It’s Learning Disability Week.
This year’s theme celebrates arts and creativity.
Crafts can be an important way to support someone with a learning disability to explore, communicate, and cope with their grief – both before and after bereavement.
Andy, a specialist palliative care social worker in our Family Support Team, supports people before and after the death of their loved one.
Many of the people referred to his team for support have learning disabilities, and other cognitive conditions. This means they think, and see, the world very differently to neuro-typical people.
He says: “Many people struggle to discuss death, dying and bereavement. It’s a complex, nuanced and very emotive topic.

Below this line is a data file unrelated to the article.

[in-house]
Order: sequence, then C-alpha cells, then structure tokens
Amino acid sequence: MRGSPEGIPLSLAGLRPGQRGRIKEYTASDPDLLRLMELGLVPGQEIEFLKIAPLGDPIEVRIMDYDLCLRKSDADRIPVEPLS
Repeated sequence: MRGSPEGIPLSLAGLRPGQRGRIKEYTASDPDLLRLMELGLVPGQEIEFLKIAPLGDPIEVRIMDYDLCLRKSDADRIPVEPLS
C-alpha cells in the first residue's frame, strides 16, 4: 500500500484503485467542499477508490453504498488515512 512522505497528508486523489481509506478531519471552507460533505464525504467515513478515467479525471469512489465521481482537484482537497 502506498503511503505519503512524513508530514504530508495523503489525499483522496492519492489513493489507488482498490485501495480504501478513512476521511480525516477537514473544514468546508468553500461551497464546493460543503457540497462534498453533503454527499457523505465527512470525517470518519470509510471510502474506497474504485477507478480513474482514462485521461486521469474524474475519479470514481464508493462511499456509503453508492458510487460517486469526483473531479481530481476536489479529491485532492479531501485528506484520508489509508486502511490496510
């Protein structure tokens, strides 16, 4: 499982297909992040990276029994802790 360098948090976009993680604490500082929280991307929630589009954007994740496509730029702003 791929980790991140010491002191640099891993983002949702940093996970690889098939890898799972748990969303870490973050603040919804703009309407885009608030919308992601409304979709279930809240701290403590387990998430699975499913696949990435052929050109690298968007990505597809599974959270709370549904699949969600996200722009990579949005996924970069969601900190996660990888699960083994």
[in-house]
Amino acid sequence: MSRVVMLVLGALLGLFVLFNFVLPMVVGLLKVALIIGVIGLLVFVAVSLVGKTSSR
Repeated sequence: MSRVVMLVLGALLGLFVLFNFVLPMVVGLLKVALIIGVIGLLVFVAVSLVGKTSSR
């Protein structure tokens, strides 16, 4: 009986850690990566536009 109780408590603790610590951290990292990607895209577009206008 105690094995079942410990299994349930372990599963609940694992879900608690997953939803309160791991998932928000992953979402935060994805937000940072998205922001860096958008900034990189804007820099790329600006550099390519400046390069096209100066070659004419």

“We ensure people with learning disabilities are offered the same opportunities to access emotional support as neuro-typical people.
“This can include communication tools such as Widgit symbols which are used to create social stories on a range of topics from explaining death, to what happens at a funeral.
“Craft activities are important too, such as creating memory boxes. As well as offering a space to keep photographs and mementos safe, a memory box can also be a tool for someone with limited verbal communication to let those around them know the person who died is on their mind.”
Every person is different, and has a different story, a different support need – and a different perception of death, dying and bereavement.
“We treat every person as an individual. This way, we can make sure to do everything possible to support every to learn to live with their bereavement.”